Copernicus returned to Frauenburg (the German name for Frombork, Poland) in 1501 AD to be officially installed as a canon at the cathedral. Although he had accepted the position of canon, he was able to convince his uncle and the cathedral chapter to send him to the University of Padua to obtain a doctorate in canon law as well as to study medicine. Although he studied law there and eventually received his doctorate from another Italian university, a major part of Copernicus’ motivation to return to Italy was to continue his studies in astronomy.
While in Padua, Copernicus studied both astronomy and medicine. At the time, astrology and medicine were intertwined because the stars were thought to affect the human body and physicians used astrology in their work.
Copernicus finished his doctorate in canon law in 1503 AD but received it from the University of Ferrara instead of Padua or Bologna. He then returned to Frauenburg to take up his duties as a canon. For much of the next few decades, he worked as a church administrator and, briefly, as a physician to his uncle Lucas Watzenrode, who was now the Bishop of Ermland, until his uncle died in 1512 AD. It was while working in these roles that he made many of his important astronomical observations.
In 1514 AD, Copernicus wrote Little Commentary, a text that would become an introduction to his later work for which he is famous. Little Commentary outlined Copernicus’ cosmological ideas and mathematical work. The book represents Copernicus’ early work on developing the heliocentric theory.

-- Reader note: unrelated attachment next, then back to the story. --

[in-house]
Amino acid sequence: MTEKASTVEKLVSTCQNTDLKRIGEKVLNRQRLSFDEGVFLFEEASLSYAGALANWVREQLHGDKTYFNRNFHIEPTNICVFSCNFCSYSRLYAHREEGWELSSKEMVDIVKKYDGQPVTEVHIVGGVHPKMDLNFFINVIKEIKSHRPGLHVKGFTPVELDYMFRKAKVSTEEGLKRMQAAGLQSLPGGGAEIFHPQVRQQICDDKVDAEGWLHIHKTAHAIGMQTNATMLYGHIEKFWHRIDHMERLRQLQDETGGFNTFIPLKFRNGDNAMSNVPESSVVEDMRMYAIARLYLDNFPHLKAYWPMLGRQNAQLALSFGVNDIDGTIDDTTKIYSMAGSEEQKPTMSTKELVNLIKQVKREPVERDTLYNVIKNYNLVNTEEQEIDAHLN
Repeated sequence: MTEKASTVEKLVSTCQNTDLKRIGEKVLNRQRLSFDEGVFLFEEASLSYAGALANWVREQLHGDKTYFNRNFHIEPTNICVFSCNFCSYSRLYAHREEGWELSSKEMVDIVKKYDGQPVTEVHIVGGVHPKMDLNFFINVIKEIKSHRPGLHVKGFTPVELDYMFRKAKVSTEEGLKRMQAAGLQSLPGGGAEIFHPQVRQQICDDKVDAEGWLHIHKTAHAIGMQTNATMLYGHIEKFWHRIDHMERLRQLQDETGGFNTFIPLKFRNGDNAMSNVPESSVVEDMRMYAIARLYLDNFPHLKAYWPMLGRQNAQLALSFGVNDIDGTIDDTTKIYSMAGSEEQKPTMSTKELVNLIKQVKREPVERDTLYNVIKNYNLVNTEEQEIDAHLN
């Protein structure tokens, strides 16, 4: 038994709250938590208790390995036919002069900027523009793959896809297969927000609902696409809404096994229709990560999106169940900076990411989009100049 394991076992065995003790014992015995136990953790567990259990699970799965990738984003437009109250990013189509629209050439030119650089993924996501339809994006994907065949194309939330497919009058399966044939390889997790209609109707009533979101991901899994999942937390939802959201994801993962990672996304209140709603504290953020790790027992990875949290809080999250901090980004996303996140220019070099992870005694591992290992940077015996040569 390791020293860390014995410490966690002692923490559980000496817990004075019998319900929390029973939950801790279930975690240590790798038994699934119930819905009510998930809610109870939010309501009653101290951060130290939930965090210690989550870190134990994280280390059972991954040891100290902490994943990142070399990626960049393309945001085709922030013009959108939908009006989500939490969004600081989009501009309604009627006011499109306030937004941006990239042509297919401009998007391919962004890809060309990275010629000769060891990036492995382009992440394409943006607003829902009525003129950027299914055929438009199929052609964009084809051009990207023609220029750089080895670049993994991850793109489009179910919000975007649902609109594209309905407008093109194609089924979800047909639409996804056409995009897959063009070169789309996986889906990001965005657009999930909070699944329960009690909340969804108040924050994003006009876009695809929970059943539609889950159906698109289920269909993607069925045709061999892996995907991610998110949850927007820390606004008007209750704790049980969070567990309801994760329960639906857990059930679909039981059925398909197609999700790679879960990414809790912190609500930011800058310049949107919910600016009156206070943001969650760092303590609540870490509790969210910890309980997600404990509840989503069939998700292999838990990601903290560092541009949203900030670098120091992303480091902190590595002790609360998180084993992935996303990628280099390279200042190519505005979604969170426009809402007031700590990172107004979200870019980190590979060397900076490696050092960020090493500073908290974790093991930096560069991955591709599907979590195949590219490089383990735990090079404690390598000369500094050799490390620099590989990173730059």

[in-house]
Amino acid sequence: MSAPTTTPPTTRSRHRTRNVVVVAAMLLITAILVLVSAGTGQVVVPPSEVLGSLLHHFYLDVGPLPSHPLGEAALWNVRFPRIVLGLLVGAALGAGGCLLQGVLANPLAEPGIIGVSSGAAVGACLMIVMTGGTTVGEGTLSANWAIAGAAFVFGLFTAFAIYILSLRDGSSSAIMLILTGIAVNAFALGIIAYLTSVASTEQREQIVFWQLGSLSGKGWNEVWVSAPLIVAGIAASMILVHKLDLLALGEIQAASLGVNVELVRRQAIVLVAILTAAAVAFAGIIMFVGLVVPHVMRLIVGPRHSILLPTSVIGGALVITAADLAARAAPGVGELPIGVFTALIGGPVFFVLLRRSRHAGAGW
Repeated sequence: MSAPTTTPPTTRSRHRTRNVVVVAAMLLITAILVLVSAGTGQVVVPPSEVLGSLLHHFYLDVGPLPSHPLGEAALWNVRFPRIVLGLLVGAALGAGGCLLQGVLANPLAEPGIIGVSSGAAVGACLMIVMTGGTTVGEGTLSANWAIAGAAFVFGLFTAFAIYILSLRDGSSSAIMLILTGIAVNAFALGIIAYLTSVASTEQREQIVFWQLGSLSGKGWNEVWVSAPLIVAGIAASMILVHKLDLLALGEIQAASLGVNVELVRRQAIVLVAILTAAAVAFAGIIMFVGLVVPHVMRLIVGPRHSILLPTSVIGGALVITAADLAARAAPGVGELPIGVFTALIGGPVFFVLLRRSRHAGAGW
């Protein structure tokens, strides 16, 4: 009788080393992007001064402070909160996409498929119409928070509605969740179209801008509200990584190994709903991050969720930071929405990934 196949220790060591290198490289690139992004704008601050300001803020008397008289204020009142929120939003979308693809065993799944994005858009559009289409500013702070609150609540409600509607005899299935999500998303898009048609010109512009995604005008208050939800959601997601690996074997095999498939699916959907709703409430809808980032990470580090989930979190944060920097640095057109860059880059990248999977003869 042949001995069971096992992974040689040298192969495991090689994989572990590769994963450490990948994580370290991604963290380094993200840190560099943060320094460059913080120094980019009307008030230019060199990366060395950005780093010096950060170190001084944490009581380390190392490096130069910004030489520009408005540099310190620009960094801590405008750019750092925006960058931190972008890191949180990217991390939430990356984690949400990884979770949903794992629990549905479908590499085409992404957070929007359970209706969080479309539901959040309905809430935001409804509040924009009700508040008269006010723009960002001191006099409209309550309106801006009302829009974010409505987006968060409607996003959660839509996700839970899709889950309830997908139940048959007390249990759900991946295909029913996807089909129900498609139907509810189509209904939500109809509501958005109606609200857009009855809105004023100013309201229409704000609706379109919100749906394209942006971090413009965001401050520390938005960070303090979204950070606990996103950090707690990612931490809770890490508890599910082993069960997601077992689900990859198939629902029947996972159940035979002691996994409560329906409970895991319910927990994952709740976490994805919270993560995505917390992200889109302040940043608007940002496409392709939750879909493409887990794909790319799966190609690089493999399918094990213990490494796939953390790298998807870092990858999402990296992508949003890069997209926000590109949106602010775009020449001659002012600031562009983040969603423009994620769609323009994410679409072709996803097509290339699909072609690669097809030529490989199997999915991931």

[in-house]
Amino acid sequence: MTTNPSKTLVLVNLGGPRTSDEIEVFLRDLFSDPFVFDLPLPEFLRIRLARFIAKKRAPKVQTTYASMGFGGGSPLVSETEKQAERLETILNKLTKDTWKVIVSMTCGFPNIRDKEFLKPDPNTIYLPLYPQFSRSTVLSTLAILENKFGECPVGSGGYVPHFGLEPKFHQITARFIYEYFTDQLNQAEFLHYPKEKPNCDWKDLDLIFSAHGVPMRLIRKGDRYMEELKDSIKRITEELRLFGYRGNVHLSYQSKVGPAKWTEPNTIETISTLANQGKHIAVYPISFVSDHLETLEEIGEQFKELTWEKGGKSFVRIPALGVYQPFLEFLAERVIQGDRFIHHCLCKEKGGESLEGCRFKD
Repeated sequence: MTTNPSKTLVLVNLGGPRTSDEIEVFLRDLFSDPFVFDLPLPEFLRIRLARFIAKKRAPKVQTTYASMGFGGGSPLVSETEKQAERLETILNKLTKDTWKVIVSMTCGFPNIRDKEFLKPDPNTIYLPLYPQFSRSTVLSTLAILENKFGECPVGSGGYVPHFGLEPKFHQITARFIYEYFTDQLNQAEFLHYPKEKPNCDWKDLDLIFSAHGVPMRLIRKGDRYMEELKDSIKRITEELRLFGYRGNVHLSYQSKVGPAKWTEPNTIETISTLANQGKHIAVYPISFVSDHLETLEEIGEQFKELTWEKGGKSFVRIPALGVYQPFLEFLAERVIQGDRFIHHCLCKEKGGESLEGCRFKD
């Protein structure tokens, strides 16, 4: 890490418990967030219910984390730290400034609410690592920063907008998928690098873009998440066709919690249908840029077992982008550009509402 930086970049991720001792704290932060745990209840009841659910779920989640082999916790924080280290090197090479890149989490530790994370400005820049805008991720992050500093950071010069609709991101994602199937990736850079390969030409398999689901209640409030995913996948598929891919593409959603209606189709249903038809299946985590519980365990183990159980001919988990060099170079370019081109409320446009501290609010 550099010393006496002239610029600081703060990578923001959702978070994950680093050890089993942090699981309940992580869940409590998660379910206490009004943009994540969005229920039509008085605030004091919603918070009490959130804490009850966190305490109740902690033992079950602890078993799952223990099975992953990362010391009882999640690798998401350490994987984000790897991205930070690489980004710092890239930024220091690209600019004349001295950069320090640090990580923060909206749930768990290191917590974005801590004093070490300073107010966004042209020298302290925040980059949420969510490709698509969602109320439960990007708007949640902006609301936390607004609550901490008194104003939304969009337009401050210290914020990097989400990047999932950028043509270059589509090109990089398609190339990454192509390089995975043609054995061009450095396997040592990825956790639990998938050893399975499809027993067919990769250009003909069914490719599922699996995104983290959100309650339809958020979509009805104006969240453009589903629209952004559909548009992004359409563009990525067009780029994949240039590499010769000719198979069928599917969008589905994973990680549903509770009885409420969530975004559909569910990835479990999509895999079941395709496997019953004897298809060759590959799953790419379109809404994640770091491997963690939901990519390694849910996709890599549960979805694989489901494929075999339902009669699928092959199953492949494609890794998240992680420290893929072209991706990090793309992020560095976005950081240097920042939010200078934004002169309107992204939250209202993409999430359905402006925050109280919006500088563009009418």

Nicolaus Copernicus observing the heavens in this 19th century AD painting. (Jan Matejko / Public domain)
For The Next 30 Years Copernicus Fought Political Disruption
Over the next thirty years, Nicolaus Copernicus’ astronomical work was often interrupted by political events including church councils and wars. Also, in 1514 AD, Copernicus was asked by the Catholic church to participate in the reform of the calendar.
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At the time, the Roman Catholic Church used the Julian calendar, first devised during the reign of Julius Caesar. By the 16th century AD, the calendar was no longer in phase with the annual motion of the sun. This affected knowing the date of solar-related astronomical events, such as the vernal equinox. Predicting the date of the vernal equinox was important because it was used to determine the date of Easter which was central to the entire Christian liturgical year. For this reason, the Church decided to reform the calendar at the 5th Lateran Council. It is not known whether Copernicus was involved in reforming the calendar, though it is known that he did not attend any of the council sessions.
A photographic copy of a mid-16th-century AD portrait of Nicolaus Copernicus by an unknown painter. (Craigboy / Public domain)
Copernicus finally started working on the publication of his theory in a work, which would later become known as De revolutionibus orbium coelestium, in earnest in 1539 AD with the help of a young professor from the University of Wittenburg, Georg Rheticus. Rheticus had heard of the famous old mathematician and desired to learn as much as possible from the man.
Rheticus came to Frauenburg in 1539 AD and ended up living with Copernicus for two years. While he was there, he urged Copernicus to finish working on De revolutionibus orbium coelestium. In 1541 AD, Copernicus gave Rheticus the draft of his finished manuscript and Rheticus returned to Wittenburg. While back at Wittenburg, Rheticus sought to get the book printed. Eventually, Andreas Osiander, a Lutheran theologian in Wittenburg, agreed to print the book. He had already printed several books on mathematics.